Roman Gnaegi and Catia Confortini
As members of the Medact Research Network (MRN), writing the chapter “Conflict and Health in the Era of Coronavirus” for Global Health Watch 6 was a great opportunity to collaborate in a dedicated, motivated team and learn from each other’s rich experiences and perspectives.
The MRN is over two years old and now consists of over 400 people from across the health sector. A diverse group of us from the network began meeting in mid-2020 to work on Global Health Watch 6, including active and retired health workers, academics and students working on global health issues within their own fields. Because we were quite spread out geographically with some members calling in from overseas – and of course living through a global pandemic – all our meetings were held online. Early discussions revolved around the purpose of Global Health Watch, which serves as a sort of civil society-led shadow to the World Health Organisation’s annual World Health Report, and how to approach our topic. Initially, this was presented in very broad strokes as being about health and conflict in today’s global landscape.
This expansive scope presented us with the challenge of deciding what to focus on and the question of how to do justice to the breadth and depth of such an enormous, varied and complex topic, within a global perspective, whilst also incorporating detail and case studies showing resistance and hope. The volume’s editors provided helpful guidance and we studied previous editions of Global Health Watch to understand the foundations on which we were building. Members of the group had diverse specialisms and interests. After a first phase of agreeing on our general direction for the chapter, smaller writing teams independently focussed on their areas of expertise and interest to contribute individual sections or boxes. Besides writing their own section, Medact Research Manager Hil Aked also shaped the collective qualities of our work process and turned individual sections into a coherent whole.
Topics included the dynamics of coronavirus and ongoing conflicts and how they relate to health, the need for bottom-up interventions to complement a predominantly top-down agenda in international peacebuilding, and the harmful proliferation of nuclear and non-nuclear arms – often at the cost of much-needed spending on healthcare or humanitarian aid. What emerged as the central argument of our chapter was not a rejection of the mainstream Sustainable Development Goal (SDG) agenda for peacebuilding and health, but rather a call towards creating an approach that significantly includes and better complements local voices and expertise. Also, importantly, the international community needs to be held accountable for its failures to live up to its own ideals in recent and present conflicts – Yemen and Syria served as our key examples – and the health community has an important role to play in such global accountability.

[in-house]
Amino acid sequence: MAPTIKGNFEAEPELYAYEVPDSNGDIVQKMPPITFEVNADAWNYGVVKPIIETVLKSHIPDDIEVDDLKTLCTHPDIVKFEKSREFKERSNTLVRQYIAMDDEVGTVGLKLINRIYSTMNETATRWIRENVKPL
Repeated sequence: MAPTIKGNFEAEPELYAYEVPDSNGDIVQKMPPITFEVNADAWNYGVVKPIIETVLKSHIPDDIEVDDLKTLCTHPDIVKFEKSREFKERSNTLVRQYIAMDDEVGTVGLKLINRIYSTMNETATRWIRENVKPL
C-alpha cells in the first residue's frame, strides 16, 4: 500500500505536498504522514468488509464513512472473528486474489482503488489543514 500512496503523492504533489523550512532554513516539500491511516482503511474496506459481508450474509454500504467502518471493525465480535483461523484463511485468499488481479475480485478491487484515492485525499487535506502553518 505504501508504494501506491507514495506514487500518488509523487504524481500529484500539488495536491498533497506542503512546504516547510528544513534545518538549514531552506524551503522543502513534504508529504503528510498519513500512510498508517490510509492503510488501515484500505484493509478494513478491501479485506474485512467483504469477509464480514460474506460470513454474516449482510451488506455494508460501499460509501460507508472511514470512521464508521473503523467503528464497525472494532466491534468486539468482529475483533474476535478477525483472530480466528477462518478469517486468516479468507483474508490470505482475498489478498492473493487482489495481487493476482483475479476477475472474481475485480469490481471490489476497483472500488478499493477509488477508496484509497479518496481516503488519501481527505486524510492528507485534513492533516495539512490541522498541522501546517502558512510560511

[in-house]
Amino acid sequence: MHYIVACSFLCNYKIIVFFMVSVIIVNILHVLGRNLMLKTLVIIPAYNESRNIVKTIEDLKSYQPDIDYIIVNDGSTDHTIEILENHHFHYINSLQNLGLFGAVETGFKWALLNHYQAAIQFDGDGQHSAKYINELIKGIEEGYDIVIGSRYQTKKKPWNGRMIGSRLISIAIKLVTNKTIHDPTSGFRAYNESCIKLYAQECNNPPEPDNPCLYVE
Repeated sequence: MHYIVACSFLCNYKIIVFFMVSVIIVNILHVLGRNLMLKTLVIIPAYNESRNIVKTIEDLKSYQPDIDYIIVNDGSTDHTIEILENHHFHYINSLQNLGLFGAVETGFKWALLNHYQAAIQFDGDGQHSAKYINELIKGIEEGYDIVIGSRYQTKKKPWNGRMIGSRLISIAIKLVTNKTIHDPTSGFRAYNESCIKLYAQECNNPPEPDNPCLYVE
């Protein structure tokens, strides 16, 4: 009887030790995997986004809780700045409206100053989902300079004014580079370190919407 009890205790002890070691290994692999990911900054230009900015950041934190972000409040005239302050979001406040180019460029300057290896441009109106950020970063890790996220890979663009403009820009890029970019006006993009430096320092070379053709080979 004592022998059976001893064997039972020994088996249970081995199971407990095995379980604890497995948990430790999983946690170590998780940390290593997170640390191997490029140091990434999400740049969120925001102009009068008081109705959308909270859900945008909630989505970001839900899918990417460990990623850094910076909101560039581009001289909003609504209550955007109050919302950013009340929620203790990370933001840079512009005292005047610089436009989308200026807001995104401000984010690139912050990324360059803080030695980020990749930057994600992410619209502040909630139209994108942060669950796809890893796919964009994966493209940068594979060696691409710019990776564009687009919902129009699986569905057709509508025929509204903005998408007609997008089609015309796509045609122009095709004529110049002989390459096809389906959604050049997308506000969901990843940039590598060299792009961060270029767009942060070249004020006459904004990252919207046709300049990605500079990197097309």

While the process from our earliest mid-2020 meetings, through the final editing of the chapter by team members in early 2021 to last month’s official launch, was a long one, it was also very rewarding on a number of levels. Within the Research Network, collaborative projects such as this allow us to bring together different voices and opinions for lively and rich debate and eventually cohere around shared ideas.
Throughout our work together, the commitment of the Medact team and other research network members, and the passion for topics of global health and conflict, were impressive, and they strengthened our motivation to make this contribution to the debate. For instance, we saw other groups from the research network produce brilliant briefings like Health Versus Wealth? UK economic policy and public health during COVID-19, Play the health card – the case for climate & health justice at the UN Climate Talks, and The Public Health Case Against the Policing Bill. Working on the Global Health Watch 6 chapter also enabled those members of our group who had less experience with research projects to learn important lessons for their future work from more experienced members.
Finally, it was a pleasure to be part of an always supportive and kind team that was willing to overcome the challenges of seeing through this volunteer work over such an extended period of time during the COVID-19 pandemic, when the pervasive sense of isolation made the joy of collaboration even greater. We’d strongly recommend getting involved in Medact’s Research Network to anyone interested – and hope to work on a future project with you soon.
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